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Urban Air Pollution: Are Clean Cars (Electric, Natural Gas) the solution?

Air pollution in our cities has reached alarming levels. No major city is immune. From Mexico City to Beijing, New York, Sao Paolo or London, air pollution has become a top concern for authorities. Blacksmith Institute, the international non-profit organization dedicated to solving pollution problems, ranks air pollution as “one of the top ten world’s worst pollution problems” (Blacksmith report 2008 ). In the United States, Transportation is the single largest contributor to urban air pollution. As reported by the Environmental Protection Agency (EPA), “on-road vehicles account for over a third of the carbon monoxide released into the atmosphere” (National Emissions Inventory (NEI) Air Pollutant Emissions Trends Data ), and “over 20% of global warming pollution” (National Greenhouse Gas Emissions Data )

Many pundits and commentators believe that clean cars (Electric, Natural Gas –Liquefied or Compressed-) will solve this problem soon, as they spread and take over gasoline automobiles as the primary mode of transportation for individuals. This assessment is backed by the recent success of electric cars like TESLA, and the increasing use of natural gas vehicles in Latin America (Brazil, Mexico), Central Asia (Iran, Pakistan, India) and Europe.

I do not share that outlook. For all their recent achievements, clean cars have achieved very little penetration in the car industry and are still confined to the margin. Moreover, they face many limitations and very strong headwinds: Major economic, social and environmental trends are running away from them and towards gasoline cars instead, making it nearly impossible in the near future to break out of their niche and overtake gasoline cars into the mass market.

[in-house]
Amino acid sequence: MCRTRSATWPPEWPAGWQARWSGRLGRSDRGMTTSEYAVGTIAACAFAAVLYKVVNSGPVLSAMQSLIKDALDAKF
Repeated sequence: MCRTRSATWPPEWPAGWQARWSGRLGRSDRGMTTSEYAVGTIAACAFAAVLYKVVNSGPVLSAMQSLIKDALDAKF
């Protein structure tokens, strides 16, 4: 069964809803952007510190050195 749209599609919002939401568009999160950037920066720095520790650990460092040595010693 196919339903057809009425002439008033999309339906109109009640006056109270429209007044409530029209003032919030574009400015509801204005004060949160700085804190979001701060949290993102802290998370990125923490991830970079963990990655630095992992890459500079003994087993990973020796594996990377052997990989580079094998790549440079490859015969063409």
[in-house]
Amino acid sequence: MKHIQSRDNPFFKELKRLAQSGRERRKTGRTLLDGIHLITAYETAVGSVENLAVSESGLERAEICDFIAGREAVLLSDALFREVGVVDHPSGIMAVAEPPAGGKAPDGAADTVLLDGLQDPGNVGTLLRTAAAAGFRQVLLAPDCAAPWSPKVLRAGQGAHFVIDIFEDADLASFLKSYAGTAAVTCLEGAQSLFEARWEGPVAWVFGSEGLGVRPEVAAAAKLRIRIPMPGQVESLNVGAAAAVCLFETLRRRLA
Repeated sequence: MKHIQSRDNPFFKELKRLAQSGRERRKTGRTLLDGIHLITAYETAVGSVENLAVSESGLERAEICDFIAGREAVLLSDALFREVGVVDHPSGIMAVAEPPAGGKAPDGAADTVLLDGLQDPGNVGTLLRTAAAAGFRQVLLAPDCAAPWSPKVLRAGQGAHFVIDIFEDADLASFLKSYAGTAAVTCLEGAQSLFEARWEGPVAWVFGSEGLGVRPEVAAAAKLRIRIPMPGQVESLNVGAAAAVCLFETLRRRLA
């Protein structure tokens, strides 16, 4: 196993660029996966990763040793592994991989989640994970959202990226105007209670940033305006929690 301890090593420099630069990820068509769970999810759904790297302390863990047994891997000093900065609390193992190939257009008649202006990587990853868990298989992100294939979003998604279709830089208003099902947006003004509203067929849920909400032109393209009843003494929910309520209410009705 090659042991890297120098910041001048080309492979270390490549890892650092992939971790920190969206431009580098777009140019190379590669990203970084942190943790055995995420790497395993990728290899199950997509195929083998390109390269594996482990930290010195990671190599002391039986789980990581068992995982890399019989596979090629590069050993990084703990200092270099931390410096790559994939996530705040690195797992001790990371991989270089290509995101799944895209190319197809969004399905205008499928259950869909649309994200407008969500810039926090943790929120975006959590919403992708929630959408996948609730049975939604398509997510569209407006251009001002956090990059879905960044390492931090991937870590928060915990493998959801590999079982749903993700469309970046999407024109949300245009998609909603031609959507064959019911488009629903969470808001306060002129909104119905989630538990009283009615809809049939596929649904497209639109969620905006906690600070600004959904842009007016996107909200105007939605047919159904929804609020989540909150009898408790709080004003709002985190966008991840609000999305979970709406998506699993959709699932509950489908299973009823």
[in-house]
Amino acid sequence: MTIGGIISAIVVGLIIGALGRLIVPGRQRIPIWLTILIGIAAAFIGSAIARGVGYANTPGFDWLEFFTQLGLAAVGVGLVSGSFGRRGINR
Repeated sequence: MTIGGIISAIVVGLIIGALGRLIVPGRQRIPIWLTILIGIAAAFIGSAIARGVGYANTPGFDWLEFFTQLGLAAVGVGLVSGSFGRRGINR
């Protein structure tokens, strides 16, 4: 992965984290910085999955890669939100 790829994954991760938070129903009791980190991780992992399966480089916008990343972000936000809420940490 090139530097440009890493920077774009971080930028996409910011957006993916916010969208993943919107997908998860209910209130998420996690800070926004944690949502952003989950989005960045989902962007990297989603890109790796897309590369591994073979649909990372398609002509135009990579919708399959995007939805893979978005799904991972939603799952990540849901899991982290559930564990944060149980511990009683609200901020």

Clean cars are still confined to the margin of the car industry.

Firstly, they are very expensive. For example, TESLA Model S, the most famous electric car on the market, is worth well over $60000 ($100000 for sport models) and is therefore out of reach for most car buyers, especially in this challenging economy. 

Secondly, the care required for their operation and maintenance often limits them to very special uses. Natural gas vehicles for example, whether powered by liquefied natural gas (LNG) or compressed natural gas (CNG), require advanced expertise in the handling, maintenance and disposal of gas tanks and are known to be used essentially for municipal or institutional fleets (transit buses, state-owned trucks, etc.).

They require whole new and very expensive infrastructures.

Electric cars, because of their limited range need a dense network of charging stations to be set up across the country. The domestic electrical grid is not viable for daily use, as it would take days to charge a car on a domestic electrical outlet. 

Natural gas vehicles need storage facilities, and a new extensive network of delivery facilities to be built around the country.

Economic, social and environmental trends favor Gasoline cars, not electric or natural gas ones

Oil supply is currently at its highest level in years. Furthermore, more and more oil supply is expected to come to market in the near future: Hydraulic Fracking is enabling a high level of oil production all over the US, and will do the same in other parts of the world in the future. Large oil reserves in Libya, Iran and Iraq, currently kept out of the market by political issues, are expected to reach the market in the coming years, as these political issues are resolved.